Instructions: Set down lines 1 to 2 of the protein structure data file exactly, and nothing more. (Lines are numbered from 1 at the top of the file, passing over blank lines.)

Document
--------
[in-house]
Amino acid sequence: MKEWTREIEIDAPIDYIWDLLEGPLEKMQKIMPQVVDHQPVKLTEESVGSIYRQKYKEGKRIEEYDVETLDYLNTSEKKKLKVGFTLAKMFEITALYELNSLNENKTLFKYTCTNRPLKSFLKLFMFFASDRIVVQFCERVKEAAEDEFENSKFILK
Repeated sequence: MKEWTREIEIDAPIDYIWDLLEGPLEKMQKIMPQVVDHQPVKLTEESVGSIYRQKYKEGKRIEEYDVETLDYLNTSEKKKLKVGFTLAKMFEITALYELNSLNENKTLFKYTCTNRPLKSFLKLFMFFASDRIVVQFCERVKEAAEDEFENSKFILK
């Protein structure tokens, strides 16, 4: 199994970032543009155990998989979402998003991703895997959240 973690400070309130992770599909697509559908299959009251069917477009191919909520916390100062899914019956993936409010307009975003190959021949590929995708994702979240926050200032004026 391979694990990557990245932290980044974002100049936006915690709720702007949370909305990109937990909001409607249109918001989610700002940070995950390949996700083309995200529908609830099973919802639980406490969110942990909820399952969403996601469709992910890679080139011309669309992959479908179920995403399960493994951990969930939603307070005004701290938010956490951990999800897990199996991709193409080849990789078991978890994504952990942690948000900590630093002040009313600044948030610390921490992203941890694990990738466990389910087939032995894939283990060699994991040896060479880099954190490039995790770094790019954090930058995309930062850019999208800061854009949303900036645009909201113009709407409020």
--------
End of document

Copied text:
[in-house]
Amino acid sequence: MKEWTREIEIDAPIDYIWDLLEGPLEKMQKIMPQVVDHQPVKLTEESVGSIYRQKYKEGKRIEEYDVETLDYLNTSEKKKLKVGFTLAKMFEITALYELNSLNENKTLFKYTCTNRPLKSFLKLFMFFASDRIVVQFCERVKEAAEDEFENSKFILK